Effective July 2007, UCP 500 will be no longer effective in governing the application and operations of Letter of Credit. UCP 600 will be the new governing set for all parties concerned; bankers, traders, transport operators, insurance companies, lawyer etc.
One of the major changes is article 14(b). This new article defines the number of days required to hold the documents for processing or examining by banks. The ‘reasonable time’ in article 13(b) of UCP500, as expected, has been eliminated and replaced with a definite 5 banking days in UCP600. Now, the issuing bank, nominated bank or confirming bank (if any) shall each have a maximum of 5 banking daysto process, examine and determine whether the documents are in compliance with the terms and conditions of the LC. If the documents are to be rejected, the notice to this effect must also be made within this new time frame.With this new change, trading parties, buyer and seller can expect faster payment.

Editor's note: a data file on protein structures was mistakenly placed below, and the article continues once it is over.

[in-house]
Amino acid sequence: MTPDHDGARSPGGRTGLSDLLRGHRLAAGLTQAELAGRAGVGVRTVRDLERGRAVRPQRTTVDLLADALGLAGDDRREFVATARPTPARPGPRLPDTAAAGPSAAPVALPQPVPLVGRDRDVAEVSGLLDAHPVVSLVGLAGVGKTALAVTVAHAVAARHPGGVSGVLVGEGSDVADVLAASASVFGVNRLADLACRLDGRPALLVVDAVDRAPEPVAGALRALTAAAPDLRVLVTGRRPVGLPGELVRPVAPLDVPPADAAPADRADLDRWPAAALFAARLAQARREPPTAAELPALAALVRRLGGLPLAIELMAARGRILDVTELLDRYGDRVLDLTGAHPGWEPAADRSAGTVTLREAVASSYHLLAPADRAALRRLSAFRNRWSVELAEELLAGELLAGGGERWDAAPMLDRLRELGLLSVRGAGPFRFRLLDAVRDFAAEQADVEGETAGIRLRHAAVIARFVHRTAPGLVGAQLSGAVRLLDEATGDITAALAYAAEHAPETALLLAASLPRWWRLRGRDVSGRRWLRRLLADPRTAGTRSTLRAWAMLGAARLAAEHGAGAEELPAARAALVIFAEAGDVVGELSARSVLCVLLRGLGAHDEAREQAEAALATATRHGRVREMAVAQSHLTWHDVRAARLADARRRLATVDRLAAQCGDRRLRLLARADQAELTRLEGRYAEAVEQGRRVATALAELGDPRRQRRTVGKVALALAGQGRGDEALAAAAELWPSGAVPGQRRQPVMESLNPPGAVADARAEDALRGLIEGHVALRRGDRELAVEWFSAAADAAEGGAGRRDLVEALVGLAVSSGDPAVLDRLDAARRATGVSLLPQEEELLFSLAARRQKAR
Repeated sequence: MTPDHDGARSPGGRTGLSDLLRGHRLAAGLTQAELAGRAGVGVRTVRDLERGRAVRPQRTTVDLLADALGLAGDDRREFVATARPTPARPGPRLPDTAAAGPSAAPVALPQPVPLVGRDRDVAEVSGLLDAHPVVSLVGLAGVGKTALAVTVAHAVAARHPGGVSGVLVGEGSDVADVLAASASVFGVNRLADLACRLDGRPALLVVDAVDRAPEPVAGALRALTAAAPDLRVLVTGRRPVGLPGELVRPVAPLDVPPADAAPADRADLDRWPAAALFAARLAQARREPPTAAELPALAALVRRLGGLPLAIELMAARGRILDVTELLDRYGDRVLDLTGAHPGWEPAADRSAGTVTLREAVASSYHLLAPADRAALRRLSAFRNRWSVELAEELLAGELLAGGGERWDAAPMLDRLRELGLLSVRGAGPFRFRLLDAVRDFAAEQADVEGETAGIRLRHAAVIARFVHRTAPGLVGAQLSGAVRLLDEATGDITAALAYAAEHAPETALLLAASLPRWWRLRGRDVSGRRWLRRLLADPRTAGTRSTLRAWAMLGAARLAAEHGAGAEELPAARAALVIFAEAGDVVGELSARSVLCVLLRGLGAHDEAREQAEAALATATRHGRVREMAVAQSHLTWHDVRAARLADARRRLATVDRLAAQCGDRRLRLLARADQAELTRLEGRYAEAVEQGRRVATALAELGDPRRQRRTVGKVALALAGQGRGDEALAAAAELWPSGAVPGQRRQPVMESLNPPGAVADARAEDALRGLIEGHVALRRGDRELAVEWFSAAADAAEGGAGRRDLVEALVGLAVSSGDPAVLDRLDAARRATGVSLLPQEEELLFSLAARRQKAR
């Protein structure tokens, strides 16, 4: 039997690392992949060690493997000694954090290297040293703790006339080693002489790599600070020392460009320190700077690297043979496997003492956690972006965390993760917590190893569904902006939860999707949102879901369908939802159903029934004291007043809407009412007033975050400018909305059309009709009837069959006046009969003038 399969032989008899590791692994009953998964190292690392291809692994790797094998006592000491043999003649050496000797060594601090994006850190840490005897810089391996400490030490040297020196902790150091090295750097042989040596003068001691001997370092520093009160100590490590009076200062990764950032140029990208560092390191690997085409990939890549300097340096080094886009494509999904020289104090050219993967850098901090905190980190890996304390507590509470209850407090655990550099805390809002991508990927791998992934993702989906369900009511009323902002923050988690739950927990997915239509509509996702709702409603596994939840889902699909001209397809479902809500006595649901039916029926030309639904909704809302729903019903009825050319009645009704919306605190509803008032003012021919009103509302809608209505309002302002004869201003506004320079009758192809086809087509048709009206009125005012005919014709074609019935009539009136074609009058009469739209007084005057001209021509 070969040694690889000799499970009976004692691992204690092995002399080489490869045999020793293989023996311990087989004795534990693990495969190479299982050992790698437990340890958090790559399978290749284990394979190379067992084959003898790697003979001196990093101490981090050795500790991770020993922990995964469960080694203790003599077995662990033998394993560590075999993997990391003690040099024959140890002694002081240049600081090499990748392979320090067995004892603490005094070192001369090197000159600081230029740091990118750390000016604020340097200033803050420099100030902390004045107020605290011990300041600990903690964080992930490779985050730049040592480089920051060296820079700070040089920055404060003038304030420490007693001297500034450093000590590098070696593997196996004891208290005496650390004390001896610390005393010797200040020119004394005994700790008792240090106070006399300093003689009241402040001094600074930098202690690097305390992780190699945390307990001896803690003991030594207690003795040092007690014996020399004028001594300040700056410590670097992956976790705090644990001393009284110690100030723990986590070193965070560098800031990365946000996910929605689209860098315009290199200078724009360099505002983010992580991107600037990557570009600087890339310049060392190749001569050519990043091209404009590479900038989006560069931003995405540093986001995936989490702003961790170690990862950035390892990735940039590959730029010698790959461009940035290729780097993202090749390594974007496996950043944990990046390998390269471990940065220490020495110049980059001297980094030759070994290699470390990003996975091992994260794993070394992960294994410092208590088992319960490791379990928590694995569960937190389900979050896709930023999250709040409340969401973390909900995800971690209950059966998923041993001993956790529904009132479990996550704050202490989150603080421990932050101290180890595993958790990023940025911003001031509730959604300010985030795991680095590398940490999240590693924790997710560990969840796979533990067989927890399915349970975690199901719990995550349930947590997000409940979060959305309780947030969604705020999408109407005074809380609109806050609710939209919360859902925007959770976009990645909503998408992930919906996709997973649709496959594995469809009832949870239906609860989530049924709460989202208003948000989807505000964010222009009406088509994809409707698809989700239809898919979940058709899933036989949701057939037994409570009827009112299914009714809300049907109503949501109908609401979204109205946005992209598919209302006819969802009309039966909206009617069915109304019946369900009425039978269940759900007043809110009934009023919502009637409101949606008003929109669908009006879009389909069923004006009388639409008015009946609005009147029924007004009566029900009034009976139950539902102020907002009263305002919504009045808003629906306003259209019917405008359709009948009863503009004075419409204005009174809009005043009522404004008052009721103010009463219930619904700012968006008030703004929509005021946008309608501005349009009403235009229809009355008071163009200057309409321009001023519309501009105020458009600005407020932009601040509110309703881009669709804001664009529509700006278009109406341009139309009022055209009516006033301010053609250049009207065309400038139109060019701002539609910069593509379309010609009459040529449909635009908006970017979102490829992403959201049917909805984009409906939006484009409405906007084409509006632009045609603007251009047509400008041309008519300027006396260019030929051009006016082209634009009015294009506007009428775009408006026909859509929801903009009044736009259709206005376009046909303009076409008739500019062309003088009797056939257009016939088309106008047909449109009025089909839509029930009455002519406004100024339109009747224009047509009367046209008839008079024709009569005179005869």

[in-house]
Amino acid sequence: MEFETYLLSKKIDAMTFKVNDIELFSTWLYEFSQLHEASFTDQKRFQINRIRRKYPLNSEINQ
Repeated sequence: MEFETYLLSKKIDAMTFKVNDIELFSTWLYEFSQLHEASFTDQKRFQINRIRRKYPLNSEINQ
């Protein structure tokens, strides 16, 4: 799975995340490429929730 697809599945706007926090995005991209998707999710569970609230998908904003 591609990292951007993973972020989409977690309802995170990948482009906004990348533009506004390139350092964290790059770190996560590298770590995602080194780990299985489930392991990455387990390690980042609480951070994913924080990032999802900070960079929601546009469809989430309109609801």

In addition to this, articles 16(c)(iii)(a) and 16(c)(iii)(d) provide comfort to the seller where seller has a control over the discrepant documents.In the event the bank refuses the documents due to discrepancies, it will hold the documents pending further instruction from the presenter on how to dispose the documents. Seller may also provide such instruction at the time of tendering documents to his bank. In this condition, even if the bank has decided to refuse payment, the bank somehow will act in accordance to the instruction given by the presenter. The bank either waits for the instruction from the presenter while waiting for the buyer to waive the discrepancies or acts accordingly to the instruction given by presenter on the covering schedule. This new article however may expose buyer to a new threat or rather create an opportunity to the seller when dealing with commodities. When price has appreciated and documents are discrepant, seller may not want to release the documents to the buyer.